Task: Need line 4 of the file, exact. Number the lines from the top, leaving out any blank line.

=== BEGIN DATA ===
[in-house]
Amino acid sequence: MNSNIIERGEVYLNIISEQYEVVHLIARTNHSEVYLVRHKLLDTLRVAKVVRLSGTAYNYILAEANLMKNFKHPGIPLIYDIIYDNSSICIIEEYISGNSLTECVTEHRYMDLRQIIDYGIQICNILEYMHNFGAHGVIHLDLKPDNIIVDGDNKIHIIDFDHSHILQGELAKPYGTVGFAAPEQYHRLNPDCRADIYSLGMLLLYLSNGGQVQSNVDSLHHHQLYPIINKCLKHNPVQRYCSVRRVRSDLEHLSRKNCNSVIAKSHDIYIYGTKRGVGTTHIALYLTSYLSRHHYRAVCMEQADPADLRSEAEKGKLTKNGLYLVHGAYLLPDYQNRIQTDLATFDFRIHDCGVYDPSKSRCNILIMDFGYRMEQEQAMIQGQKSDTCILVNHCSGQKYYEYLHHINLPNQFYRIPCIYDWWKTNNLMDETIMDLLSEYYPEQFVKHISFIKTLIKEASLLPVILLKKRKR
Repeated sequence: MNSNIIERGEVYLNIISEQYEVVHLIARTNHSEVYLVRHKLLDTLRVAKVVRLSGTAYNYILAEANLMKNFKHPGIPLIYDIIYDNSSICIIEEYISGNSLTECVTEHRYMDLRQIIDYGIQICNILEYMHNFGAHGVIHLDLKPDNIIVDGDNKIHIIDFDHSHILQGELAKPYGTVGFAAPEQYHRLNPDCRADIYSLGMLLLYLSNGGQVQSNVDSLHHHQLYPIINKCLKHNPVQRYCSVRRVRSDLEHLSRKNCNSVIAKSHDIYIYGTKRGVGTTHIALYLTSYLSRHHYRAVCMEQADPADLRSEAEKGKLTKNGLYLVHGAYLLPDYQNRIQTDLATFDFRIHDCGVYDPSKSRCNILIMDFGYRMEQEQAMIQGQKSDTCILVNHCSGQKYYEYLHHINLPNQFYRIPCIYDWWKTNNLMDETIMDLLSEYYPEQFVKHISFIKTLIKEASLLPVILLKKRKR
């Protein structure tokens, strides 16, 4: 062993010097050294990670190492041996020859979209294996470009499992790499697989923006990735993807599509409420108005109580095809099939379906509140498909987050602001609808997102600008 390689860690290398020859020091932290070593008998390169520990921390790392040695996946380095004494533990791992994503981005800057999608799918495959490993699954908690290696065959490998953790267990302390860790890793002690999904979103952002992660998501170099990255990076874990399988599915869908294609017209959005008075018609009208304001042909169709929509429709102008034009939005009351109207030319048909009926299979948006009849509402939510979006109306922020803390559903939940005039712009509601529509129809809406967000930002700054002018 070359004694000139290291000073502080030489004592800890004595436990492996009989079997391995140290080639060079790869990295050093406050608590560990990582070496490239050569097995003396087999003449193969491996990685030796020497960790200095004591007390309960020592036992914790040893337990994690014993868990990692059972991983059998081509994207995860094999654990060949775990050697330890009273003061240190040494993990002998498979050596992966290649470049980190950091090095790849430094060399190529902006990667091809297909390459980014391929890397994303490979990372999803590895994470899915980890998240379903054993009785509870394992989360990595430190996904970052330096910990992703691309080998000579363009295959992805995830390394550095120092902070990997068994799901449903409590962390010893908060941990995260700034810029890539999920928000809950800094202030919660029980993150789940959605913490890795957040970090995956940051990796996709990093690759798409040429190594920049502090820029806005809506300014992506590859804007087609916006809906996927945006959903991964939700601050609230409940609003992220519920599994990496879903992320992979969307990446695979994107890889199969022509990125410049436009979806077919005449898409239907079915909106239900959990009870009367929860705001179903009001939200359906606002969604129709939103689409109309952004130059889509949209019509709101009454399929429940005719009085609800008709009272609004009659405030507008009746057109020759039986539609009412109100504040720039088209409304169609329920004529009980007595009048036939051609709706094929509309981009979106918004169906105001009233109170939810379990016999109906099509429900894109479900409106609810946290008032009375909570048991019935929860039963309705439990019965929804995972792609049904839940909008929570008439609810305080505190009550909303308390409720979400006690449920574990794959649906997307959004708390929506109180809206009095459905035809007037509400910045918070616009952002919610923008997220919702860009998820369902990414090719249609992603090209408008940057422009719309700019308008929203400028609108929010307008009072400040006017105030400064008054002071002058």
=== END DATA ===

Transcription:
């Protein structure tokens, strides 16, 4: 062993010097050294990670190492041996020859979209294996470009499992790499697989923006990735993807599509409420108005109580095809099939379906509140498909987050602001609808997102600008 390689860690290398020859020091932290070593008998390169520990921390790392040695996946380095004494533990791992994503981005800057999608799918495959490993699954908690290696065959490998953790267990302390860790890793002690999904979103952002992660998501170099990255990076874990399988599915869908294609017209959005008075018609009208304001042909169709929509429709102008034009939005009351109207030319048909009926299979948006009849509402939510979006109306922020803390559903939940005039712009509601529509129809809406967000930002700054002018 070359004694000139290291000073502080030489004592800890004595436990492996009989079997391995140290080639060079790869990295050093406050608590560990990582070496490239050569097995003396087999003449193969491996990685030796020497960790200095004591007390309960020592036992914790040893337990994690014993868990990692059972991983059998081509994207995860094999654990060949775990050697330890009273003061240190040494993990002998498979050596992966290649470049980190950091090095790849430094060399190529902006990667091809297909390459980014391929890397994303490979990372999803590895994470899915980890998240379903054993009785509870394992989360990595430190996904970052330096910990992703691309080998000579363009295959992805995830390394550095120092902070990997068994799901449903409590962390010893908060941990995260700034810029890539999920928000809950800094202030919660029980993150789940959605913490890795957040970090995956940051990796996709990093690759798409040429190594920049502090820029806005809506300014992506590859804007087609916006809906996927945006959903991964939700601050609230409940609003992220519920599994990496879903992320992979969307990446695979994107890889199969022509990125410049436009979806077919005449898409239907079915909106239900959990009870009367929860705001179903009001939200359906606002969604129709939103689409109309952004130059889509949209019509709101009454399929429940005719009085609800008709009272609004009659405030507008009746057109020759039986539609009412109100504040720039088209409304169609329920004529009980007595009048036939051609709706094929509309981009979106918004169906105001009233109170939810379990016999109906099509429900894109479900409106609810946290008032009375909570048991019935929860039963309705439990019965929804995972792609049904839940909008929570008439609810305080505190009550909303308390409720979400006690449920574990794959649906997307959004708390929506109180809206009095459905035809007037509400910045918070616009952002919610923008997220919702860009998820369902990414090719249609992603090209408008940057422009719309700019308008929203400028609108929010307008009072400040006017105030400064008054002071002058």